Ricky Enger: That's a really nice feature because I think that's one thing that all of us have some issue with, is whether you're typing on a phone that's a flat piece of glass or whether you're trying to press buttons and do texting that way, it can feel really laborious. But I think we're getting a little ahead of ourselves, so I'm going to back up just a little bit. If somebody is saying, "Okay, I'm going to take this dive into a cellphone. What I really want to do is use the phone as a phone. Can I make and receive phone calls? Can I text people? And really that's about it." So how long is it going to take a person generally to get up and running with those very basic things?
Diane Ducharme: This is one of my favorite questions. I would say within half an hour somebody will have it down, how to make a phone call and how to do a text message. However, I get that a lot. "I just want this phone so I can make a phone call, or I can send a text message." Great, okay. So, teach them how to do that. Next thing you know, within a couple of weeks to a month, I'm getting emails from people with YouTube link attachments and podcasts that they found. They take the phone, they make their phone calls, they do their texting, they sit down and they're like, "Oh my gosh, I can go on YouTube?” "Holy cow, I can listen to this podcast." "I can put a described movie on my phone." "I can listen to my BARD books." And the world just opens up for them, and they love to share that with us.
So, they're always communicating with us saying, "I did this, and I did that." And I just love that whole eureka moment that they discovered.
Ricky Enger: Yeah, that is amazing because you start out in one place and think this is where I want to be, and I have no interest in going any further. But it sounds like it is easy enough to then branch out into those things like doing a web search on Google or learning to use email on the phone. So, for people who do want to do that, the texting and the phone calls just isn't quite enough, are there resources for learning how to do that or do people just make their way around the phone and it's intuitive enough to pick up, or maybe a little bit of both?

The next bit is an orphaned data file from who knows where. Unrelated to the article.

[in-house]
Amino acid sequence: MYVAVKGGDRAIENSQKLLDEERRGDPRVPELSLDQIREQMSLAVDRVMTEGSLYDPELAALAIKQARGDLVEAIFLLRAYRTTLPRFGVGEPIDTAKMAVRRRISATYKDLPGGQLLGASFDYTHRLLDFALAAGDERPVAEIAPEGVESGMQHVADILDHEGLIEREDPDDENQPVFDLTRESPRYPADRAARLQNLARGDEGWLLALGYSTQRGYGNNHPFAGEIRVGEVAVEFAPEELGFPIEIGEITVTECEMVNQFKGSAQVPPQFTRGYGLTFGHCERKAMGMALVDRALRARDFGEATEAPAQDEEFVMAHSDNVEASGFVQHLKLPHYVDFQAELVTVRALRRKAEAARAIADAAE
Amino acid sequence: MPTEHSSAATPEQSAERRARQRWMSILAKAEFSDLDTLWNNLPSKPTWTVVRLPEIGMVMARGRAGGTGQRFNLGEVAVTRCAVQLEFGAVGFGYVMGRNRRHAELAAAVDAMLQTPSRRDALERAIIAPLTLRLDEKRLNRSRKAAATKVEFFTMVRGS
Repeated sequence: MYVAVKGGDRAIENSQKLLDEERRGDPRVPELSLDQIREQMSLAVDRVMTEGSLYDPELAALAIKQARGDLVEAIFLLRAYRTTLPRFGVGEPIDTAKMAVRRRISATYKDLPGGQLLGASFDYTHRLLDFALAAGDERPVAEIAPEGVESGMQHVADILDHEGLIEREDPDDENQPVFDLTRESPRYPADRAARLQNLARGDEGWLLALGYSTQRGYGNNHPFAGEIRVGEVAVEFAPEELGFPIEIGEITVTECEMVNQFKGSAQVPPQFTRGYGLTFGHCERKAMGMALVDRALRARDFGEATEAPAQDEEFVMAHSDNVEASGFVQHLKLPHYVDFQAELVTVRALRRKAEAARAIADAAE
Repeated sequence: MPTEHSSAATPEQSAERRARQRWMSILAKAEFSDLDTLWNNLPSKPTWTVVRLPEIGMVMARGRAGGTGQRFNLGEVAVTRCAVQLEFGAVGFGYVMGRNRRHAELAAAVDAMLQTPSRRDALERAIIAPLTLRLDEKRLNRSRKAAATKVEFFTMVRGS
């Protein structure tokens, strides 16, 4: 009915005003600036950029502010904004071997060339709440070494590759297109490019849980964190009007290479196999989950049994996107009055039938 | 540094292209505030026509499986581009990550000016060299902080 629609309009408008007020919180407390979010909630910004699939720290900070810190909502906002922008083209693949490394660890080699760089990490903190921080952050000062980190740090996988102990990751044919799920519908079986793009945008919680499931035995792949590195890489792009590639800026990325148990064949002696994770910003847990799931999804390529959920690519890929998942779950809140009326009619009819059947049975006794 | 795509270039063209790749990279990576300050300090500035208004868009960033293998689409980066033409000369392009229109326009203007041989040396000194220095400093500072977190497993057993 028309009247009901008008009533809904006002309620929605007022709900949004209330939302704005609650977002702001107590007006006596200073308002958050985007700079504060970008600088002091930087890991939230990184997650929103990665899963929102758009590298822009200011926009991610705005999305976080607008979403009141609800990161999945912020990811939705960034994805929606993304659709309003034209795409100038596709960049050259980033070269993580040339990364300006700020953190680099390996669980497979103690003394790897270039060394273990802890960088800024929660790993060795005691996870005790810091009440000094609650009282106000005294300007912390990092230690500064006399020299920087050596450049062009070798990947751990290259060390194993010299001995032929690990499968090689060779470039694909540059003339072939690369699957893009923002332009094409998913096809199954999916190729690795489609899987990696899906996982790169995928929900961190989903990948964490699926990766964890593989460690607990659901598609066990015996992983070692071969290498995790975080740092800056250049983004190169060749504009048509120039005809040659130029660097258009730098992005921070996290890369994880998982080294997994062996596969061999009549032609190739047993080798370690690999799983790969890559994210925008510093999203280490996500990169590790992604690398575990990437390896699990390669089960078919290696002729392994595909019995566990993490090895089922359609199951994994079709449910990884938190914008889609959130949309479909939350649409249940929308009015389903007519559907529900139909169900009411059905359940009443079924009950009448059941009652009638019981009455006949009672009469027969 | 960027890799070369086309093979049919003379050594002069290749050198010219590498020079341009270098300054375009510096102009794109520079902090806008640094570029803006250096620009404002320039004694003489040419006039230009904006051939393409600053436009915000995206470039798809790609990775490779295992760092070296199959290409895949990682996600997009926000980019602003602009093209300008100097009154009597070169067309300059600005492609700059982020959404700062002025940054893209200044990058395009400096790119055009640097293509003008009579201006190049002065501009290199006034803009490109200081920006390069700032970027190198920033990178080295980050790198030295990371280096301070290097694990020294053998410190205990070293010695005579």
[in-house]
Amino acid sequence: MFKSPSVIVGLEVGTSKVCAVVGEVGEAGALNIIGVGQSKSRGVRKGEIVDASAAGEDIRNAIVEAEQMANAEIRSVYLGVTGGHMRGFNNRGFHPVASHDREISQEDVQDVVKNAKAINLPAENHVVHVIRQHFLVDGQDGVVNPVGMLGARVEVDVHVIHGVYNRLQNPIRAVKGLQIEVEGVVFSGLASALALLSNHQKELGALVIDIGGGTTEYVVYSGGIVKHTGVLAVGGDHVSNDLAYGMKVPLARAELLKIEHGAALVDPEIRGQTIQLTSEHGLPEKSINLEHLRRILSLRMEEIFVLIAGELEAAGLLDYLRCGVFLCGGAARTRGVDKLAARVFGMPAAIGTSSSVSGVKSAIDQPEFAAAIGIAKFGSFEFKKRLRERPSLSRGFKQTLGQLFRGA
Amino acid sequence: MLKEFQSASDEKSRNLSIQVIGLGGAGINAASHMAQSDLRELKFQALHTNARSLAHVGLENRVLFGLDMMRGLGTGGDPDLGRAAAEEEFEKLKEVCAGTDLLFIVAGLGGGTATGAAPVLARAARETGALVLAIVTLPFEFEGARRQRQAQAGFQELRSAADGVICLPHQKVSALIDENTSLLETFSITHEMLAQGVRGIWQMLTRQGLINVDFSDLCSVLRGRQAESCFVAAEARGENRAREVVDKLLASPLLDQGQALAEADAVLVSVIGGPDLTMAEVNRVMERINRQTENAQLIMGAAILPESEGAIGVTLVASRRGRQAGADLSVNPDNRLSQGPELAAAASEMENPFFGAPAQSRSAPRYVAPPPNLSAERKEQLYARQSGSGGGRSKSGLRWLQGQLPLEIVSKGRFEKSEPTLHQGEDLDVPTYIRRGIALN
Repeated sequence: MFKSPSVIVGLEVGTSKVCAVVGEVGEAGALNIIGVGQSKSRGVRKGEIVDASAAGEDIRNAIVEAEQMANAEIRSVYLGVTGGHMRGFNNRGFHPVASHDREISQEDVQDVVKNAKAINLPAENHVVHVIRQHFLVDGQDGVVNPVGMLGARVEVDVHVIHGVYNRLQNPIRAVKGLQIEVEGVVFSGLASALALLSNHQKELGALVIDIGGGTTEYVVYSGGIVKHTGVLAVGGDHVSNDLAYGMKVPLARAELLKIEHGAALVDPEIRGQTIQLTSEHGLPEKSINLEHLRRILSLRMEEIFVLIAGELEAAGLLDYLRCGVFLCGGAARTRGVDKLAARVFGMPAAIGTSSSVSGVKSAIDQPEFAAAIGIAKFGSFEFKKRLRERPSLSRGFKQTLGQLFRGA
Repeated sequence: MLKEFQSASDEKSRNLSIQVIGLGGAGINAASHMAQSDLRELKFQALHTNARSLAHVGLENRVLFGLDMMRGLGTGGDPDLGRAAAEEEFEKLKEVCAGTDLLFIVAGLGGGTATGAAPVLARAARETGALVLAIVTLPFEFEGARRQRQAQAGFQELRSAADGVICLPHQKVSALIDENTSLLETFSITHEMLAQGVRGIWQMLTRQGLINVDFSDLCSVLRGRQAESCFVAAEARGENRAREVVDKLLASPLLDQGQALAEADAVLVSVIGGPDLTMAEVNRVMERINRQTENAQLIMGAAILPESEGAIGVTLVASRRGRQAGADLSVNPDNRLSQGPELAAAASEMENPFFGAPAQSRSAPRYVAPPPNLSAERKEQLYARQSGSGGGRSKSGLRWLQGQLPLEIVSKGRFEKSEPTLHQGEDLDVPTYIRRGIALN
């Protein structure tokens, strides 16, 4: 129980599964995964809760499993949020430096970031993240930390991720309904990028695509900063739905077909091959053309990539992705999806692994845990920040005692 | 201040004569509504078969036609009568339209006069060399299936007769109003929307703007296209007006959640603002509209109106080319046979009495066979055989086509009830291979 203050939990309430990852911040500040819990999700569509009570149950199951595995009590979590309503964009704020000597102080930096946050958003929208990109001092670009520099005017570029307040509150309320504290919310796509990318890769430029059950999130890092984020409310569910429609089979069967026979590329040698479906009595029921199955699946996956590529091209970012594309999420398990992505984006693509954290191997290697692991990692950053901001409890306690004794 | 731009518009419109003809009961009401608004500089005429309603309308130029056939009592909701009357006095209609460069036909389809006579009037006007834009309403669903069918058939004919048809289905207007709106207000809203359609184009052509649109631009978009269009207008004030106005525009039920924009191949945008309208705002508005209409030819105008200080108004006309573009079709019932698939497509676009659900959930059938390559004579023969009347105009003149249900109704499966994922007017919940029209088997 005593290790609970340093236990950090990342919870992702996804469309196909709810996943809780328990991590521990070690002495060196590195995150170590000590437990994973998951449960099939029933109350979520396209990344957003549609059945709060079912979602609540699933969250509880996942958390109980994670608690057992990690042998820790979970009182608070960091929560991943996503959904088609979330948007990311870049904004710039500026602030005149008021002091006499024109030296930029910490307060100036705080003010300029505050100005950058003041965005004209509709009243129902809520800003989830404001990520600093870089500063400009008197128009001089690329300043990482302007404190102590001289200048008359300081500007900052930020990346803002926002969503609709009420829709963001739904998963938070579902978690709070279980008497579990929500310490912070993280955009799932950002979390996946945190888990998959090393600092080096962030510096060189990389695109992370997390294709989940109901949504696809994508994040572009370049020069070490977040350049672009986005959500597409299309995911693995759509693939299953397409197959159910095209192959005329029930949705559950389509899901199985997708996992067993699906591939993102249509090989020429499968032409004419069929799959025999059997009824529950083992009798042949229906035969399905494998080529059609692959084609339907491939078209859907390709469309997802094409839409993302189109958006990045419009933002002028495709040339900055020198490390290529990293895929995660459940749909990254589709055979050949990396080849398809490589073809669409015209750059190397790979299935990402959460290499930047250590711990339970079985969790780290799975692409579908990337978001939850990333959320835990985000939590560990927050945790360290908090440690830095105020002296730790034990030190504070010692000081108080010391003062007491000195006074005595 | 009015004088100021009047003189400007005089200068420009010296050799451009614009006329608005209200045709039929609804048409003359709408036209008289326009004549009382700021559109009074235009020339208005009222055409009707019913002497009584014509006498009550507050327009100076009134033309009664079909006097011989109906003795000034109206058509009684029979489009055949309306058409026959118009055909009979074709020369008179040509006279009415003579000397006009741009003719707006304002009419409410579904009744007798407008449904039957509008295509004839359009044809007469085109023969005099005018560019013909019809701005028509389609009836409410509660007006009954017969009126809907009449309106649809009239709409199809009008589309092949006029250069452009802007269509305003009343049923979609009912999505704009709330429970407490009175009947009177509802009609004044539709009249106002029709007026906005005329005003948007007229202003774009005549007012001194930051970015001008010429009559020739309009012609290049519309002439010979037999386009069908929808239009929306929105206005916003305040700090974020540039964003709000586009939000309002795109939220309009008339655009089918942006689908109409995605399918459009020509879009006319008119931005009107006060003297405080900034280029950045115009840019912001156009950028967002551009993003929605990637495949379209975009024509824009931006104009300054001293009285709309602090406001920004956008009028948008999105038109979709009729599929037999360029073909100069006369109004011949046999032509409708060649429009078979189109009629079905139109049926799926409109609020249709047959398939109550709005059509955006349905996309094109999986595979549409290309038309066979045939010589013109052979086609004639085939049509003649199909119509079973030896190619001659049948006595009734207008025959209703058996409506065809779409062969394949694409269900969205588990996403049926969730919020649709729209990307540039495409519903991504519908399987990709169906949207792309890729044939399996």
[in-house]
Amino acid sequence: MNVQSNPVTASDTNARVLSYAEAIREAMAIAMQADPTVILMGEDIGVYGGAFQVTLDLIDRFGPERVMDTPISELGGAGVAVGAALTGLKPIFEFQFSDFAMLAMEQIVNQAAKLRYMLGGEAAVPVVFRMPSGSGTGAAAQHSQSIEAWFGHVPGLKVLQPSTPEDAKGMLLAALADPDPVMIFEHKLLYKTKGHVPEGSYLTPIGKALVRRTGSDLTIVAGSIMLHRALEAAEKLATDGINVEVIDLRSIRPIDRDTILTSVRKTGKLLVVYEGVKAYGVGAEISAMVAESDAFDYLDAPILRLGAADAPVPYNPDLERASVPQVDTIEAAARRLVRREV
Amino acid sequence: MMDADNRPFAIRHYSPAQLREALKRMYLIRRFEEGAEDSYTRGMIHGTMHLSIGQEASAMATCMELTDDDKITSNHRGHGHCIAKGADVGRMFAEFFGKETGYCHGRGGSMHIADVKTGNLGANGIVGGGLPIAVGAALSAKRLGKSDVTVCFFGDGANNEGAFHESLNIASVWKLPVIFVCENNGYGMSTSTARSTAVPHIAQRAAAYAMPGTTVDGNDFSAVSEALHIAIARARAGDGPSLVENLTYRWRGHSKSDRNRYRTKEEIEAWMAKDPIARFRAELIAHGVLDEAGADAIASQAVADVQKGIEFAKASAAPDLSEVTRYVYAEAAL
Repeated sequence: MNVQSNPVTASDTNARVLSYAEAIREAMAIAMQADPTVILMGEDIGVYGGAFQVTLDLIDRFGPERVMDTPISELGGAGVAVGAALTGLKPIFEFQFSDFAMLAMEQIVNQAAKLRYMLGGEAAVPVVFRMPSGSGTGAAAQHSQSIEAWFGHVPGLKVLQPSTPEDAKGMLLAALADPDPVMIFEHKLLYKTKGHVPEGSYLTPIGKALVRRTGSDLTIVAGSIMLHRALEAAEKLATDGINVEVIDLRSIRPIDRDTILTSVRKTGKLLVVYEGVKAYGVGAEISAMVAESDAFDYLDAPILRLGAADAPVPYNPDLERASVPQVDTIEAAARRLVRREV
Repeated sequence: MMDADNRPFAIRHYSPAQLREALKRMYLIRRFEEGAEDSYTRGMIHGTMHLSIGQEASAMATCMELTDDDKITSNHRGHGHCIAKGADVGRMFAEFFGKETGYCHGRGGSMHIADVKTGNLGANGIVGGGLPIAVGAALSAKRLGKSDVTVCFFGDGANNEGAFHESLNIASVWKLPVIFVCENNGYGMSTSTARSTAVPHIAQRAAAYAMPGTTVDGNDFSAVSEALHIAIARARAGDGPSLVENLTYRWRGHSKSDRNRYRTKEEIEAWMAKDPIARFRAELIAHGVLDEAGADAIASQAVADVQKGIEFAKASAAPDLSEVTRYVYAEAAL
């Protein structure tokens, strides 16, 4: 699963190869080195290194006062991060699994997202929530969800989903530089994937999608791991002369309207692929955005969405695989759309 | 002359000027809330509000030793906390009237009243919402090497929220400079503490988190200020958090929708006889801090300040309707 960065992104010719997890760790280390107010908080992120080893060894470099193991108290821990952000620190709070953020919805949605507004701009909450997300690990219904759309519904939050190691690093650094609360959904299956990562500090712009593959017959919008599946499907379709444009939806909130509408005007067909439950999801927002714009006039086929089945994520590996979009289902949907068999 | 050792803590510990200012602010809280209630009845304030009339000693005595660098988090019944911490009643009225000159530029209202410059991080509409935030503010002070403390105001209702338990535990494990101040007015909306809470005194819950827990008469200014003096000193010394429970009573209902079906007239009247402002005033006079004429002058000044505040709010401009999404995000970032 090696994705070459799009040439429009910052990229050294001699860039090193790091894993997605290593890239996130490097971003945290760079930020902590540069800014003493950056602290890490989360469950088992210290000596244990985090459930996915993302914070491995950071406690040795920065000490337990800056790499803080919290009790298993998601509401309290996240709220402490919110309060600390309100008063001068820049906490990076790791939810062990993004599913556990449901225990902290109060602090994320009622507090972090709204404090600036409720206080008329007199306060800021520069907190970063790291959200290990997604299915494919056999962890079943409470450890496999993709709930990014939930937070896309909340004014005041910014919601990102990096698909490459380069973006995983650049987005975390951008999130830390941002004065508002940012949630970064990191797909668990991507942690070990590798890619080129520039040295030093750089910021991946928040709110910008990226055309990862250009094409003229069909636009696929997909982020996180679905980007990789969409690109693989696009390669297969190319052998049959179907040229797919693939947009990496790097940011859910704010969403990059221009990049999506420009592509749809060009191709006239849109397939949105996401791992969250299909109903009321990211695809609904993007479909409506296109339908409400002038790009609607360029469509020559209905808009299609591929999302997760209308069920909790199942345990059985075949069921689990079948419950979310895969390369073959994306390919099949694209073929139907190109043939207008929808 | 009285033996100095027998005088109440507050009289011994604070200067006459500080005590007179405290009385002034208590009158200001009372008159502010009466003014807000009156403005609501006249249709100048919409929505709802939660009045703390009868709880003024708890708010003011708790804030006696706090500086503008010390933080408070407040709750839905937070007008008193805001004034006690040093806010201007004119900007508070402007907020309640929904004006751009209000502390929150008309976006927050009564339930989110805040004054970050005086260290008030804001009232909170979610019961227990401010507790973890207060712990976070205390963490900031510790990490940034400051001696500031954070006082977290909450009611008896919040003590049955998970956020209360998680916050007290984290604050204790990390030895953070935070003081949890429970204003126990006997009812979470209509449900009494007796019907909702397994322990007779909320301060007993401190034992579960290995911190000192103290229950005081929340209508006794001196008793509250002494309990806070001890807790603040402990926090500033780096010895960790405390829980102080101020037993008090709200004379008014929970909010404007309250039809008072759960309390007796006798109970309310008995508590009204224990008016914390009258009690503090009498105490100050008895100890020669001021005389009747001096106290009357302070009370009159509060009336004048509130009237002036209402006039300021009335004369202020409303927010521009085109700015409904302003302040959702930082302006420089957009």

Diane Ducharme: So, it is intuitive, however, there are multiple ways that people can learn how to use their BlindShell. There are many YouTube tutorials, and there are podcasts. That's one way that somebody can learn how to use the phone. The second is there's a built-in manual into the phone, there's also manuals that you can download, there's also Listservs out there designated specifically for the BlindShell where people will ask questions and then they'll get 50 different responses from other BlindShell users explaining how to do something. And then we also provide customer service and training. So, somebody gets their BlindShell, they take it out of the box, they have no idea what to do with it, they can call us, and we'll walk them through.